Oct. 18, 2018—To the chagrin of the international financial institutions, the FDR tradition is showing itself to be alive and well in Italy.
Most upsetting to the powers-that-be has been the Italian government’s determination to break the EU’s budget austerity rules, in the interest of fulfilling some of its promises for public spending. It has decided to approve a budget with a 2.4% deficit. This decision was defended in the Italian Chamber of Deputies on Oct. 11 by European Relations Minister Paolo Savona, who said, in part:
“I very much insist on the need to replicate, a hundred years later, what Roosevelt did with the New Deal and his reforms. He put together the industrialized north of the United States with the agricultural part of the country– which included serious flaws of racism — and he succeeded. Therefore, it is my belief that the experiment we are conducting at this moment is really a great step toward national unity, of coincidence between the interests of the advanced and the backward parts of the country — economically speaking.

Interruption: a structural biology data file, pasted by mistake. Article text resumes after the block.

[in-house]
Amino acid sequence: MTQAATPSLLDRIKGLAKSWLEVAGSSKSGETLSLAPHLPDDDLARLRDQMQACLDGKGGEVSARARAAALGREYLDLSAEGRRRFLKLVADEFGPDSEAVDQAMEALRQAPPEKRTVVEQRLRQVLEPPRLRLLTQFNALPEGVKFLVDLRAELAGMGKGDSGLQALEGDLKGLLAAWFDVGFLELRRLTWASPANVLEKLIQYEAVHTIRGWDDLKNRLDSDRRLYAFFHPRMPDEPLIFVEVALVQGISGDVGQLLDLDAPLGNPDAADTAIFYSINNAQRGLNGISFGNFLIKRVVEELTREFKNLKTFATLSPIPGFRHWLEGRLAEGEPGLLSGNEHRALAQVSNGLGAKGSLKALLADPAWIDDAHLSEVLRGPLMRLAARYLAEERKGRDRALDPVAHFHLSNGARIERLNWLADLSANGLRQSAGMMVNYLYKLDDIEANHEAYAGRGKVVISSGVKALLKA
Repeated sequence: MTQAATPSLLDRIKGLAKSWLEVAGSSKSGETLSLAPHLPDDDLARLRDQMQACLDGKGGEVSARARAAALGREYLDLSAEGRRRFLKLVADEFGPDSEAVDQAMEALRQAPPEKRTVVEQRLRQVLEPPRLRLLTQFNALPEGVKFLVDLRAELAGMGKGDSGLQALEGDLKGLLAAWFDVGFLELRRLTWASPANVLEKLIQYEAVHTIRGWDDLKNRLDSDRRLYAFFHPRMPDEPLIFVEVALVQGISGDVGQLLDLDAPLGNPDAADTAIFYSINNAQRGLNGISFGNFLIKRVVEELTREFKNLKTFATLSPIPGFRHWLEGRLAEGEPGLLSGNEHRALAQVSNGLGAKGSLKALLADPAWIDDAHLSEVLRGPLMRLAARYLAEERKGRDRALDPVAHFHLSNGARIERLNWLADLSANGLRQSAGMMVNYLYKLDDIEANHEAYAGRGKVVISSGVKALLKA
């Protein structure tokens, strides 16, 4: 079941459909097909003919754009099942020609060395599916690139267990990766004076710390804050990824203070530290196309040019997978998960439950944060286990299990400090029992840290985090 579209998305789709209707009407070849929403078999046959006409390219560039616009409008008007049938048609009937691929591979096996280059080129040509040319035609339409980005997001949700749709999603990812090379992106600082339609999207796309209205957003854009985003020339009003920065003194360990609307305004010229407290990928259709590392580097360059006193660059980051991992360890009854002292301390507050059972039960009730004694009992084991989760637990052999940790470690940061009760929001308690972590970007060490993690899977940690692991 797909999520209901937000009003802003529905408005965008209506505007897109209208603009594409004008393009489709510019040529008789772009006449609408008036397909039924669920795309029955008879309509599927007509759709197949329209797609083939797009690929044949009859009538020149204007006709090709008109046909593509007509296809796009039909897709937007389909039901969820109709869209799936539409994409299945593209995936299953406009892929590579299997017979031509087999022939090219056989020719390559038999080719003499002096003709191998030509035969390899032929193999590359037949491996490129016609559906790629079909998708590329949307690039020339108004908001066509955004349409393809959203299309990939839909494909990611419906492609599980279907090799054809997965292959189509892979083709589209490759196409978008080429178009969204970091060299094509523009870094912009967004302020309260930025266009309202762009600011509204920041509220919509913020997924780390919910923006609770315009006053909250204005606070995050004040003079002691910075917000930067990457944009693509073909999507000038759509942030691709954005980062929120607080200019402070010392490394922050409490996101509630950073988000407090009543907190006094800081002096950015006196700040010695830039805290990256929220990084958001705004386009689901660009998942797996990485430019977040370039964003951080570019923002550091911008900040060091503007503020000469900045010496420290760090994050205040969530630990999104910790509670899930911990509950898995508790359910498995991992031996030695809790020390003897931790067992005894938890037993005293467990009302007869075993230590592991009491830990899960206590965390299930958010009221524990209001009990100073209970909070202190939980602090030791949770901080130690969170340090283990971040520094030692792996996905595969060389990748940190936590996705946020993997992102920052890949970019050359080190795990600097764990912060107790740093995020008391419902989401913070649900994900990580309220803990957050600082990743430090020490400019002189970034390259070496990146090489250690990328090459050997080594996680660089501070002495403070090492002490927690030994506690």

“… it is an ambitious program, we are aware of that; but the New Deal program was ambitious too, although in a different context … it aims to respond to the increase of poverty since the crisis, especially among youth and large families, and in the southern regions of the country.
“We all agree that the country needs greater investment. Therefore, let us start to build a New Deal. … But the government program is very prudent, because we are aware that we must implement those reforms that Roosevelt started. Roosevelt enacted a substantial reform in the financial sector, on competition, and on industrial relations [He is referring to Glass-Steagall, the establishment of the Securities and Exchange Commission, etc.-ed.]. Those who know history … know that he took very important initiatives.”
Many of FDR’s initiatives have now been rolled back, and are desperately needed again. Where are the U.S. statesmen who will fight to restore them?
Tags: FDR, Glass-Steagall, Italy, New Deal, Paolo Savona